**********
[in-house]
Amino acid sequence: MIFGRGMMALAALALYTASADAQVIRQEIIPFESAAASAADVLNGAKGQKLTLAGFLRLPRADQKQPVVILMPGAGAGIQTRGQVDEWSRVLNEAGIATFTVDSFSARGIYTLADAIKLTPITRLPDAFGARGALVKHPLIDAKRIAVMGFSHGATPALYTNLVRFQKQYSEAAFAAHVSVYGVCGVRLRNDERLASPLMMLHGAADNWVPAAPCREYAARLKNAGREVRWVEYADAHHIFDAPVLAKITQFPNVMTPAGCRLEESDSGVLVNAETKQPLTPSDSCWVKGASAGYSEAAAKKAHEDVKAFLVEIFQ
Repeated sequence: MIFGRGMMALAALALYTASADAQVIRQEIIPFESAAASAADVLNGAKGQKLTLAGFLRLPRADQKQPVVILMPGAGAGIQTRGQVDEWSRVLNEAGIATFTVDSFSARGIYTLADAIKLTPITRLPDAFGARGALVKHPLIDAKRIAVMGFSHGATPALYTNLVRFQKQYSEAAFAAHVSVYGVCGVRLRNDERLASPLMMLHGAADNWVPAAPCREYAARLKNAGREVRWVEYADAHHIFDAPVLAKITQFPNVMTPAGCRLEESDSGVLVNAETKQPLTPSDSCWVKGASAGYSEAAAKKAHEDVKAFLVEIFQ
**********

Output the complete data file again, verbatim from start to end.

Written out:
[in-house]
Amino acid sequence: MIFGRGMMALAALALYTASADAQVIRQEIIPFESAAASAADVLNGAKGQKLTLAGFLRLPRADQKQPVVILMPGAGAGIQTRGQVDEWSRVLNEAGIATFTVDSFSARGIYTLADAIKLTPITRLPDAFGARGALVKHPLIDAKRIAVMGFSHGATPALYTNLVRFQKQYSEAAFAAHVSVYGVCGVRLRNDERLASPLMMLHGAADNWVPAAPCREYAARLKNAGREVRWVEYADAHHIFDAPVLAKITQFPNVMTPAGCRLEESDSGVLVNAETKQPLTPSDSCWVKGASAGYSEAAAKKAHEDVKAFLVEIFQ
Repeated sequence: MIFGRGMMALAALALYTASADAQVIRQEIIPFESAAASAADVLNGAKGQKLTLAGFLRLPRADQKQPVVILMPGAGAGIQTRGQVDEWSRVLNEAGIATFTVDSFSARGIYTLADAIKLTPITRLPDAFGARGALVKHPLIDAKRIAVMGFSHGATPALYTNLVRFQKQYSEAAFAAHVSVYGVCGVRLRNDERLASPLMMLHGAADNWVPAAPCREYAARLKNAGREVRWVEYADAHHIFDAPVLAKITQFPNVMTPAGCRLEESDSGVLVNAETKQPLTPSDSCWVKGASAGYSEAAAKKAHEDVKAFLVEIFQ